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Making an impression


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Conquistadors, Native Americans, mountain men and Mexican settlers have trekked through the Piñon Canyon Maneuver Site in the past 500 years, leaving behind rock paintings, fire pits and tools. Going back 150 million years, the land now dotted with dwarf milkweed, grasses and juniper hosted brontosaurs and allosaurs.

Located in Las Animas County about 100 miles southeast of Colorado Springs, the area is so rich in archeological sites that in 2007 it was named to the National Trust for Historic Preservation's list of America's 11 Most Endangered Historic Places.

Endangered, because Fort Carson uses live ammunition and mechanized vehicles to train thousands of soldiers at the 235,802-acre site.

Now it appears the National Trust's fears were well-founded. Federal and state historic preservation officials are investigating the Army's August infringement onto archeological sites that violated federal law.

Though Carson prides itself on having what Garrison Commander Col. Robert McLaughlin calls "the best environmental office in the Army," tanks and Bradley fighting vehicles invaded areas containing prehistoric campsites, possibly damaging cultural resources, state and federal officials say.

"There were 39 sites that were breached," says Steve Turner, deputy state historic preservation officer.

McLaughlin blames the problem on an oversight caused by a change in Fort Carson and state historic preservation personnel. Before the 2nd Brigade Combat Team's exercise — the first using a mechanized force at Piñon Canyon in about eight years — Carson should have notified historic preservation officials, but didn't, a violation of federal historic preservation laws.

McLaughlin says Carson is working with the state to assess damage and draft an agreement that "gives us more flexibility to do routine training" without pre-reporting it.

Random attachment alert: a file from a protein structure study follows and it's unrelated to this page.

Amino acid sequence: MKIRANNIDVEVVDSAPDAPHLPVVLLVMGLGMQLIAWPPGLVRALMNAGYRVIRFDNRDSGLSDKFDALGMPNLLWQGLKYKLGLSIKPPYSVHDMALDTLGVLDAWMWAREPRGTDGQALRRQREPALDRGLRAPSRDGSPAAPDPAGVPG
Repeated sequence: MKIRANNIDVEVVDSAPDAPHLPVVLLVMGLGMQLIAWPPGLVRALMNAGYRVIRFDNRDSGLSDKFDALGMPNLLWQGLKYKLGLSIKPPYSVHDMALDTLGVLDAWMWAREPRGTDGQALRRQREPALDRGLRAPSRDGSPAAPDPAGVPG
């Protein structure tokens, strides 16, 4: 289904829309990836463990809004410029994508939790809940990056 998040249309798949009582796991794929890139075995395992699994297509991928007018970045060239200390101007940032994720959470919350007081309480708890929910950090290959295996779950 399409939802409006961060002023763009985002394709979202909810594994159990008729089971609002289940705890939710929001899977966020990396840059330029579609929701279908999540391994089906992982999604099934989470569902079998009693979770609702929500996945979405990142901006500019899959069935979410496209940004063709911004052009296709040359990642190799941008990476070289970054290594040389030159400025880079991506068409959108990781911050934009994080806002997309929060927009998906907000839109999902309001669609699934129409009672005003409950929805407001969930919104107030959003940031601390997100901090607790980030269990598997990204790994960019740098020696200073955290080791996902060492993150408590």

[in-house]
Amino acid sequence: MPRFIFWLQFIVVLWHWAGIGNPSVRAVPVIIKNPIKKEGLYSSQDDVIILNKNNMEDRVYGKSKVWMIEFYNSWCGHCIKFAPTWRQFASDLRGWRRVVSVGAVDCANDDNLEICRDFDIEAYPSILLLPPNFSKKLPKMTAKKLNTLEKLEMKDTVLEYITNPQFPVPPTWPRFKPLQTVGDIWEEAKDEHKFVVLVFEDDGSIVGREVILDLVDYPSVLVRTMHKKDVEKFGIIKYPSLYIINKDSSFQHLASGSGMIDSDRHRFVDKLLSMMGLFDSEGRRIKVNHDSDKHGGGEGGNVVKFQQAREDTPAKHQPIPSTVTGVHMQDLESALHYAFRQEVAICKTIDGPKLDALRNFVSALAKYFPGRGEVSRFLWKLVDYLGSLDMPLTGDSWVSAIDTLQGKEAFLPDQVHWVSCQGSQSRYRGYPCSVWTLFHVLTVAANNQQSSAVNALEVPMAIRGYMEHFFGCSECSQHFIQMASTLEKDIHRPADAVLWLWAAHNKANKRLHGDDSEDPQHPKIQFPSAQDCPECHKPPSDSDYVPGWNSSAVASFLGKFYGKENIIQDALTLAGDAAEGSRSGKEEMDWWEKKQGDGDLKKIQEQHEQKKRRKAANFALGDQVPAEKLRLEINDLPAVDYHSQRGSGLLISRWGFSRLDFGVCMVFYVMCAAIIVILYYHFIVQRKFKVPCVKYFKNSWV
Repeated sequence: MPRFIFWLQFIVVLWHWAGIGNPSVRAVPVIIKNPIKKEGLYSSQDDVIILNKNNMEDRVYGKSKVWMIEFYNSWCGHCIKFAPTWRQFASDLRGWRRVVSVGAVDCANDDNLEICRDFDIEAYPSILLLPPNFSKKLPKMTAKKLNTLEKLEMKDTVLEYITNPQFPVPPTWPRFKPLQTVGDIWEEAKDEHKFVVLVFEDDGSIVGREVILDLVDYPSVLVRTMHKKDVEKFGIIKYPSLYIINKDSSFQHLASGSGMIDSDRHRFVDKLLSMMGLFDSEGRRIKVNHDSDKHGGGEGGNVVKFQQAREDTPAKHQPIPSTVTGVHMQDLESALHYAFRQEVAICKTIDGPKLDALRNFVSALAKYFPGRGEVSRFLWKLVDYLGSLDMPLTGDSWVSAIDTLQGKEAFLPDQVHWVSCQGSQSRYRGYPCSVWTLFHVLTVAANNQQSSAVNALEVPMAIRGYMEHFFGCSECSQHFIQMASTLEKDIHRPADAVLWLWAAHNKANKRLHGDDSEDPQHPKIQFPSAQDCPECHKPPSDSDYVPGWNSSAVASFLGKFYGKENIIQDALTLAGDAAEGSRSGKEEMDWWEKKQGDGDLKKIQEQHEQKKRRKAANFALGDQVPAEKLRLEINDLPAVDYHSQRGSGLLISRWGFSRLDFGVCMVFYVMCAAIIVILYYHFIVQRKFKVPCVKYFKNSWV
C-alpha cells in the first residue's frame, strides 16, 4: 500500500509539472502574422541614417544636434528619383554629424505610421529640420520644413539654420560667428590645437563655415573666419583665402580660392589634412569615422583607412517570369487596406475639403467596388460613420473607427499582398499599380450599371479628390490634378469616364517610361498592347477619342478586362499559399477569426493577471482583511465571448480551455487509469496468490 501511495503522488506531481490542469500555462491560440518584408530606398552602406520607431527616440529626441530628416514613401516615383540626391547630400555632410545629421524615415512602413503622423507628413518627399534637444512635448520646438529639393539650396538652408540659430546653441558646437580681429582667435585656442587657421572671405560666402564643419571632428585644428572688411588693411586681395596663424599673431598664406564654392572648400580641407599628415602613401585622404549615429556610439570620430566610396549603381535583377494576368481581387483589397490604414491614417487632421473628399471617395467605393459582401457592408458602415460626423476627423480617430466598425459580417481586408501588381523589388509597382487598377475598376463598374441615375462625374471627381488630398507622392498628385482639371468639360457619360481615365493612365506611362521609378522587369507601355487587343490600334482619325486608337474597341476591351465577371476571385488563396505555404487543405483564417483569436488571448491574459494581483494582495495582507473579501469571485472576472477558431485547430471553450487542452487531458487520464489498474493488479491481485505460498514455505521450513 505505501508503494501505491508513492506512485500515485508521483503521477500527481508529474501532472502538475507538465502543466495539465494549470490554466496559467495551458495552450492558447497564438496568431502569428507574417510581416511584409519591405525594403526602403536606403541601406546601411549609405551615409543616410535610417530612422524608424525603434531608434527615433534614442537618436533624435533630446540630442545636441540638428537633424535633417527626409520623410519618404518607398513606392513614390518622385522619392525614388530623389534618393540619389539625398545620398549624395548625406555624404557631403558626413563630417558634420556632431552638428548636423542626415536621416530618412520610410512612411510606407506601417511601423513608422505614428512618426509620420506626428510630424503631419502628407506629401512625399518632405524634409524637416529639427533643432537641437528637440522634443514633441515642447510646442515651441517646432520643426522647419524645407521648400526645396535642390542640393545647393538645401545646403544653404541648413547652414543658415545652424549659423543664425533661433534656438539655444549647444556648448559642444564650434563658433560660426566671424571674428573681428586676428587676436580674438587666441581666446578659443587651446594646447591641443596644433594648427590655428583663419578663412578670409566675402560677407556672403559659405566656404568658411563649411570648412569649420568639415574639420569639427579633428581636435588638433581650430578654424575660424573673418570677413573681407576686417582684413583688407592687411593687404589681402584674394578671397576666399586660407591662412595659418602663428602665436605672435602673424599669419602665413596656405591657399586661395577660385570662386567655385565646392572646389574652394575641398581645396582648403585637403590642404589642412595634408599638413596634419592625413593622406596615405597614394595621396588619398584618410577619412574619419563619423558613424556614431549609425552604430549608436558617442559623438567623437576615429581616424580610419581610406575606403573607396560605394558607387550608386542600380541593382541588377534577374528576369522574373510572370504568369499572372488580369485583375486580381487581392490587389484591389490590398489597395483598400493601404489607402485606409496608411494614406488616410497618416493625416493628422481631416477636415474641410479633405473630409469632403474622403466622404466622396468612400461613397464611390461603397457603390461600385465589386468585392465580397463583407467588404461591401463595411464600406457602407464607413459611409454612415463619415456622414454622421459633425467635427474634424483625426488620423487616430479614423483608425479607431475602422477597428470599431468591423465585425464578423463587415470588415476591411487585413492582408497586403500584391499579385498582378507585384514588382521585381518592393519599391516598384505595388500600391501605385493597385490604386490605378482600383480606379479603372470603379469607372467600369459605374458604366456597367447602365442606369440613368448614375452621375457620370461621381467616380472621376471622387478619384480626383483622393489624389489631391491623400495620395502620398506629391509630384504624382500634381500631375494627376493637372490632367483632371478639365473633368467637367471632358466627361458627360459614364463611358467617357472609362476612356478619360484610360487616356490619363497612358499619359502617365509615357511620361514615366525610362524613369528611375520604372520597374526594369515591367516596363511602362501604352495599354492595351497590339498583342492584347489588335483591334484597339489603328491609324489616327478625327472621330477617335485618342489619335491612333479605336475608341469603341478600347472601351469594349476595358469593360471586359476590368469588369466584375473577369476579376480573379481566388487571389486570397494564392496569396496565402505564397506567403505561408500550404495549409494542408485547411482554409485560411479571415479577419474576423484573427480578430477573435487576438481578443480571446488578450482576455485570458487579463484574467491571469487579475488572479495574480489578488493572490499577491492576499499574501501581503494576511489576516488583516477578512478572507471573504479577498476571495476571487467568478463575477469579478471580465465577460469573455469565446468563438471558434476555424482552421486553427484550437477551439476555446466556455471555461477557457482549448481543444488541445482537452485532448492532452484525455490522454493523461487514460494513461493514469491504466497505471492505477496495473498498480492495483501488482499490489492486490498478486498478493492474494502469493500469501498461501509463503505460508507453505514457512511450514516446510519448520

Analysis, McLaughlin says, led Carson to conduct additional surveying and marking of archeological sites and improve digital maps for commanders' use. "What we've learned is, we've got to give it more details," McLaughlin says.

The mistake didn't sit well with commissioners from Las Animas, Otero and Pueblo counties, where many are fighting the Army's proposed 418,000-acre expansion of Piñon Canyon. The commissioners, along with nonprofit Colorado Preservation, Inc., filed complaints.

Pueblo County commissioners' letter to the federal Advisory Council on Historic Preservation noted "military training exercises using mechanized, tracked vehicles clearly have the potential for damaging historic properties in our region." They accused the Army of a "long pattern of avoiding and minimizing its [historic preservation] responsibilities."

That assessment is "flat-out wrong," asserts Brian Binn, the Greater Colorado Springs Chamber of Commerce's president for military affairs. The Army and Defense Department are "leaders in environmental protection," Binn says, adding, "The danger is this type of letter [from commissioners] could hurt the Army's ability to use the land they already own for the best use possible for training of the soldiers."

But even if ancient treasures were damaged or destroyed at the site, used for Army training since 1985, federal laws "lack the regulatory teeth" to force its closure, Advisory Council spokesman Bruce Milhans says.

Rather, Turner notes, the historic preservation agencies will notify the head of the Army, who presumably will "take steps in the future to see those regulations are followed."

Advisory Council officials say the investigation — a review of paperwork, consultations with the Army and state officials, and damage assessments, but no site visit — will wrap up within a month or two.


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